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Dorsal interossei of the foot

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Title: Dorsal interossei of the foot  
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Subject: Plantar interossei muscles, Extensor digitorum longus muscle, Interossei dorsales, Interossei, Foot muscles
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Dorsal interossei of the foot

Dorsal interossei muscles
The Interossei dorsales. Left foot.
Latin Musculi interossei dorsales pedis
Origin metatarsals
Insertion proximal phalanges
lateral plantar nerve
Actions abduct toes
Antagonist Plantar interossei muscles
Anatomical terms of muscle

In human anatomy, the dorsal interossei of the foot are four muscles situated between the metatarsal bones.


  • Origin 1
  • Insertion 2
  • Action 3
  • Innervation 4
  • Relations 5
  • See also 6
  • Additional images 7
  • Notes 8
  • References 9
  • External links 10


The four interossei muscles are bipenniform muscles each originating by two heads from the proximal half of the sides of adjacent metatarsal bones. [1]


The two heads of each muscle form a central tendon which passes forwards deep to the deep transverse metatarsal ligament.[1] The tendons are inserted on the bases of the second, third, and fourth proximal phalanges[2] and into the aponeurosis of the tendons of the extensor digitorum longus[3] without attaching to the extensor hoods of the toes.[1]

Thus, the first is inserted into the medial side of the second toe; the other three are inserted into the lateral sides of the second, third, and fourth toes.[3]


The dorsal interossei abducts at the metatarsophalangeal joints of the third and fourth toes. Because there is a pair of dorsal interossei muscles attached on both sides of the second toe, contraction of these muscles results in no movement (i.e. the midline of the hand is in the third finger, but the midline of the foot is in the second toe). [2]

Abduction is of little importance in the foot, but, together with the plantar interossei, the dorsal interossei also produce flexion at the metatarsophalangeal joints. Also small, the dorsal interossei are powerful muscles that, together with their plantar counterparts, controls the direction of the toes during violent activity, and thus allowing the long and short flexors to perform their actions. [1]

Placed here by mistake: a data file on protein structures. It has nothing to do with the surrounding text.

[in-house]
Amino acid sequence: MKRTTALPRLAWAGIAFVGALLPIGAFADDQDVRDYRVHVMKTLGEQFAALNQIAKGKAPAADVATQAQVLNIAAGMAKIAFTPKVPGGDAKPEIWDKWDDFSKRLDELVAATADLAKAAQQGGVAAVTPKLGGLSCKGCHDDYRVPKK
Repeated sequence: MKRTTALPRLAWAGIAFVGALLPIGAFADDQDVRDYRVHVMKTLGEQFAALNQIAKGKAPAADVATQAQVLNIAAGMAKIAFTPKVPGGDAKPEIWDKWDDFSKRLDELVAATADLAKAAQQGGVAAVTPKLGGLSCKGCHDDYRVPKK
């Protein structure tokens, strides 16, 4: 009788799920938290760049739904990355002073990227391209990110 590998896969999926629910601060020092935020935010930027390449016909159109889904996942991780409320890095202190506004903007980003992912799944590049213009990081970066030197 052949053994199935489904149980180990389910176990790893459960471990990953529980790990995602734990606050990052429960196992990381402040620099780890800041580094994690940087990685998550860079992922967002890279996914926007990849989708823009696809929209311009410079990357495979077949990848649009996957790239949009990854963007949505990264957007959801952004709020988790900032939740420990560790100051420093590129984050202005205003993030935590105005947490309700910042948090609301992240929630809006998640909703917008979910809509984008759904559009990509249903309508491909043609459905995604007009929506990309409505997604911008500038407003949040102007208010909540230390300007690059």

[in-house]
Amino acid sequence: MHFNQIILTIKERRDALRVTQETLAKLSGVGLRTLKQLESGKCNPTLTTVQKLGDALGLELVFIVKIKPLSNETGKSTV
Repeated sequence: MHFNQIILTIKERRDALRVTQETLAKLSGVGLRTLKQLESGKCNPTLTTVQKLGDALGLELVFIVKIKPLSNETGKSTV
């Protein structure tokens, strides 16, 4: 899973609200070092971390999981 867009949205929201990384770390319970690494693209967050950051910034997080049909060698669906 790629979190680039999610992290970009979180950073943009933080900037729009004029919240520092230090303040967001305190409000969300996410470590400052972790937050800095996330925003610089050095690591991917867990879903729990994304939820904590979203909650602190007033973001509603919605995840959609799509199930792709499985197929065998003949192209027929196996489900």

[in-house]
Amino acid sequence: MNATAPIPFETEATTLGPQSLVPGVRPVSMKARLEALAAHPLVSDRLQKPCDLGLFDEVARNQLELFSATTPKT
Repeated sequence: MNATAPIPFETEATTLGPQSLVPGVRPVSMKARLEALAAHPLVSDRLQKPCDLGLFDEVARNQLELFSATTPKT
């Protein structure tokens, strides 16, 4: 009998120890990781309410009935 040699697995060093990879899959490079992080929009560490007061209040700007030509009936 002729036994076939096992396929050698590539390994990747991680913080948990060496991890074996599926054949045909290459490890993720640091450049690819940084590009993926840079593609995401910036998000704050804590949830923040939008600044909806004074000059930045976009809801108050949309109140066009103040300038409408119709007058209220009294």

Because of the relationship to the metatarsophalangeal joints, the interossei muscles also contributes to maintaining the anterior metatarsal arch of the foot and also, to a limited extent, to the medial and lateral longitudinal arches of the foot. [1]


All dorsal interossei are innervated by the lateral plantar nerve (S2–3). Those in the fourth interosseous space are innervated by the superficial branch and the other by the deep branch. [1]


In the angular interval left between the heads of each of the three lateral muscles, one of the perforating arteries passes to the dorsum of the foot; through the space between the heads of the first muscle the deep plantar branch of the dorsalis pedis artery enters the sole of the foot. [3]

See also

Additional images

Bones of the right foot. Dorsal surface. 


This article incorporates text in the public domain from the 20th edition of Gray's Anatomy (1918)

  1. ^ a b c d e f Palastanga, Field & Soames 2006, p. 311
  2. ^ a b Behnke 2006, p. 227
  3. ^ a b c Gray's Anatomy, 1918 (see infobox)


External links

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